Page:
Ceres Buddhists make way for development
by Adam Ashton, The Modesto Bee, Dec 23, 2005
Ceres, CA (USA) -- Cambodian Buddhists who established a temple seven months ago are looking for a new place to worship as they make way for the city's plan to commercially develop a stretch of the town's south side.
<< The Buddhist temple in Ceres has been sold to a Florida company.
MARTY BICEK/THE BEE
The Cambodian Buddhist Association of Ceres plans to sell its temple site on Service Road to Regency Centers, a Florida retail property owner that focuses on grocery stores, said Hoeut Hong, a member of the Buddhist group. Hong said the group is finishing its sale and that it will not lose money on property it bought in February.
City planners say Regency is buying land along Service and Mitchell roads adjacent to Highway 99 for a project still taking shape. During their campaigns this fall, Mayor Anthony Cannella, Councilman Ken Lane and Councilman Chris Vierra each listed development in that area as a priority.
Amy Jones, Regency's vice president of marketing, confirmed that the company is looking for properties in the area but would not comment further.
Ceres' general plan calls for commercial development around the temple. The Buddhist group obtained the city's approval for the temple in May, but only on a temporary basis so it could be pulled if a commercial builder entered the scene, Planning Commissioner Richard Felix said.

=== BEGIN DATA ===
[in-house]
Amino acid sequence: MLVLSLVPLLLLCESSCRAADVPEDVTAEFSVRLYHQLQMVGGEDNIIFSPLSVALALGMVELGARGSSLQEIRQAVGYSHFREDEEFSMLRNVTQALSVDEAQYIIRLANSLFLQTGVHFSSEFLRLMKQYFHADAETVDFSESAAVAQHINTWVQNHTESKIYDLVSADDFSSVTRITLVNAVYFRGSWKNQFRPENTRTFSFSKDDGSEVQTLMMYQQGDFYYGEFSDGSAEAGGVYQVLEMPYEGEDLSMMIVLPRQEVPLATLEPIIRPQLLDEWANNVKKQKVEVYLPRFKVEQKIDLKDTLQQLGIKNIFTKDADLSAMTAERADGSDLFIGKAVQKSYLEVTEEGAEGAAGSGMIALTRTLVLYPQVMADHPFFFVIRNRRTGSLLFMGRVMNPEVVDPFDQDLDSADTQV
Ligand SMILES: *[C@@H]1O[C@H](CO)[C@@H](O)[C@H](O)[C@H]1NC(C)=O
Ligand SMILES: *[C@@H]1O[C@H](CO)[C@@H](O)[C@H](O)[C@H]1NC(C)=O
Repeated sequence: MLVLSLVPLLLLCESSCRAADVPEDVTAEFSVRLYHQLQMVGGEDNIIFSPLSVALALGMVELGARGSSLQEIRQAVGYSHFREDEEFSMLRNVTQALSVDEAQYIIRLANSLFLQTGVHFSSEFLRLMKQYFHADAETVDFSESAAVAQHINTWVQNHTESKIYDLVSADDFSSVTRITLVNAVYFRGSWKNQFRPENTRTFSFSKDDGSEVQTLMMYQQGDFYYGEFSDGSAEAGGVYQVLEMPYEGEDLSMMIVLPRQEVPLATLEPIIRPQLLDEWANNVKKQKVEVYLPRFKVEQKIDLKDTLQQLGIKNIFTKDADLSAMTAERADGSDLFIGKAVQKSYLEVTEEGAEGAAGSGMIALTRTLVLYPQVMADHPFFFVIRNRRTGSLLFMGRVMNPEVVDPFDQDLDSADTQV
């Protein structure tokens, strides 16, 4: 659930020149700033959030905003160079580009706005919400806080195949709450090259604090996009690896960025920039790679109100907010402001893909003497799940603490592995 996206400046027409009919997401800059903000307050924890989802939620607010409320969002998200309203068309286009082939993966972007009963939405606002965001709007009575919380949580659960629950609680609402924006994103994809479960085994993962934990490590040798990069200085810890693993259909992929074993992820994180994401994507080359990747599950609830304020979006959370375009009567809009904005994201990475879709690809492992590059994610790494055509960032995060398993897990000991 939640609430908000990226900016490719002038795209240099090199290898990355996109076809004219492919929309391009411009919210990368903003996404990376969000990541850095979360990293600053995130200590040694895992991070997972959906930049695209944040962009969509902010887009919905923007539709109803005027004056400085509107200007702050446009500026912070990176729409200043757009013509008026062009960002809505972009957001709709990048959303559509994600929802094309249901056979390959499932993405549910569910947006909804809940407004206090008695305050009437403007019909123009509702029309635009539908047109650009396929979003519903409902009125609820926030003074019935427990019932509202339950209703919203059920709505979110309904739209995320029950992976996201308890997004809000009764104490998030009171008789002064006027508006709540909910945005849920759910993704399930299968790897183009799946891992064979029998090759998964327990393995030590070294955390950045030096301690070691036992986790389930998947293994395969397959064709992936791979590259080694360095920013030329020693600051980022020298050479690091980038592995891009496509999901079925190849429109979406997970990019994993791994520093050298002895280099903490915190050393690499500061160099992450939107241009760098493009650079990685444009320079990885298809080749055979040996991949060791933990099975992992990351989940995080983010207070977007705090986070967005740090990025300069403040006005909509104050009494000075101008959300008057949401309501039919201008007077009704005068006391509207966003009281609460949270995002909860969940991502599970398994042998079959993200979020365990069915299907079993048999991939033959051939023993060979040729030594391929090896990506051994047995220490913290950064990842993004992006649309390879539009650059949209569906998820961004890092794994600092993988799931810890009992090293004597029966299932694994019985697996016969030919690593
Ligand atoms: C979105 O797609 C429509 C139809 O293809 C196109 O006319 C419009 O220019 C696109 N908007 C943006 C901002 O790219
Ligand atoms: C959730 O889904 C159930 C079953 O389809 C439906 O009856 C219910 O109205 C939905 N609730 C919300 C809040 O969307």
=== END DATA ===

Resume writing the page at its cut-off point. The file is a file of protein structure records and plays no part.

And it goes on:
Regency is "ready to pull the trigger. It's just a matter of finding the anchor tenant they want," Felix said.
The Angkor Borey Temple at 2873 E. Service Road sticks out like "a big spear" in Regency's plans, said Ron West, a Modesto consultant helping the Buddhists find a new site.
Three monks and a nun live at the temple. Hong said about 20 people visit it daily and that about 100 come for special occasions.
He wants to find a site in Ceres to accommodate Cambodian-speaking Buddhists living south of Modesto.
Angkor Borey Temple opened in May with an awkward start because the Buddhist group did not follow the city's preferred path for opening a religious center.
Normally, people who want to open a church seek a permit before buying land, Ceres Senior Planner Tom Westbrook said. That gives religious groups a chance to see if they can meet the city's codes before they sink cash into a project.
Westbrook said the Planning Department sent the Buddhist group information recommending that course, but the documents apparently were misplaced. The Buddhists bought the land and then sought a permit, only to find the city required them to build a parking lot for 29 cars, provide spaces for people with disabilities and landscape the area.
The Planning Commission this week extended the association's permit, but Westbrook doesn't know if the group will follow through on the document's requirements because of the pending move.
West also said it's unlikely the group will build a parking lot.
"It seems foolhardy to do that and then bulldoze it," he said.